We have spent our lives trying to be good Christians that “go to church”. However, you would be hard pressed to find anything that looks like modern day American church anywhere in the pages of the Bible. It might even surprise you to know that the word “church” isn’t in the Bible. We have created the traditional concept of what we call church.

What about the texts where we literally read the word church in nearly all translations such as the infamous Matthew 16:18 in the NASB? “Upon the Rock I will build my church”? Or how about the beginning of Philemon when it clearly states the church as a home meeting? Let me better explain.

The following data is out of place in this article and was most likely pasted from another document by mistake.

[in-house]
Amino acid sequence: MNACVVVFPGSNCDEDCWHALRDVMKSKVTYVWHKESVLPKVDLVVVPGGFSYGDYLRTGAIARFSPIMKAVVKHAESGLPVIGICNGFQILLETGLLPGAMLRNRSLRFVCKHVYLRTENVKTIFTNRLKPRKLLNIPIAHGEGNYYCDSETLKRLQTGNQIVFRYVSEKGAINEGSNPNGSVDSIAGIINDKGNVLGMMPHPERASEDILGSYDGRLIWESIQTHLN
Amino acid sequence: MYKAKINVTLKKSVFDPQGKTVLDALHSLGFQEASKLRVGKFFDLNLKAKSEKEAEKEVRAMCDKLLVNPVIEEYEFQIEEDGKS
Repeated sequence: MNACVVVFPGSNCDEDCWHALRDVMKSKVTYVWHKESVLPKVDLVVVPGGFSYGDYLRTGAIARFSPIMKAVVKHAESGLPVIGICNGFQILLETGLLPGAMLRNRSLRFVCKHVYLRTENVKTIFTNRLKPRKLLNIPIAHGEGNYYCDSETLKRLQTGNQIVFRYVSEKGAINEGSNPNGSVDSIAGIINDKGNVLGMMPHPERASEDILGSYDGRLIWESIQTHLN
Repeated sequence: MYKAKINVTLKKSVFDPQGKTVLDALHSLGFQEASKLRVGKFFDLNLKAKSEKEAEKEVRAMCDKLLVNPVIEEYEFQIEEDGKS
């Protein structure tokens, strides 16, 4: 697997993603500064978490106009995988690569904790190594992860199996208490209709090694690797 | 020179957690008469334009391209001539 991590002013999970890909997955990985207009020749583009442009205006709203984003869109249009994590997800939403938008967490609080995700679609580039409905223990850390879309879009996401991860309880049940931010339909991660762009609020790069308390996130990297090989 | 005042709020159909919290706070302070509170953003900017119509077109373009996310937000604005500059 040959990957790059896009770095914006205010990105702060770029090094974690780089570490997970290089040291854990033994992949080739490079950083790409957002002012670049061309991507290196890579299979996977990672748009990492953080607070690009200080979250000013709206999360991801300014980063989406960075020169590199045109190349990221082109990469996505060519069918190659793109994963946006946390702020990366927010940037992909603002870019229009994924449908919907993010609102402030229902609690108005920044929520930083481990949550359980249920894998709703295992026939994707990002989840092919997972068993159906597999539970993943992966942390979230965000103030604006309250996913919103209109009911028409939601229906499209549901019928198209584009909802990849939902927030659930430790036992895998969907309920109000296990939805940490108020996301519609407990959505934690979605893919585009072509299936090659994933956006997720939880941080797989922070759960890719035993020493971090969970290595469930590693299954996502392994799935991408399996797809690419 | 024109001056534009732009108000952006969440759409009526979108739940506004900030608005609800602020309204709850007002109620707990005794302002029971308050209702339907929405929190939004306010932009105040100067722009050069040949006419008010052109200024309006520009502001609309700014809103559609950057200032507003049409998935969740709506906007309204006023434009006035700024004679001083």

In the greek we usually see the word ekkelsia/ekklésia and in Hebrew the word typically translated as church is qehelah. But Jesus never used these words to describe the congregations of people that came to Him. One of my life Mantras has always been to try to figure out exactly what God desires of us. I have written books and countless articles on the subject; what are God’s ideals in our life? If we were to follow exactly what God is asking and Jesus’ calling to live as wholly devoted disciples what would it look like; specifically in this article what would the coming together of believers and the unity of the body best look like. Would it still resemble and Old Testament torah observant festival schedule or perhaps look like a more evolved version of family meetings in people’s houses? Or if the great commission is successful, would we naturally arrive at the concept of the great American mega church?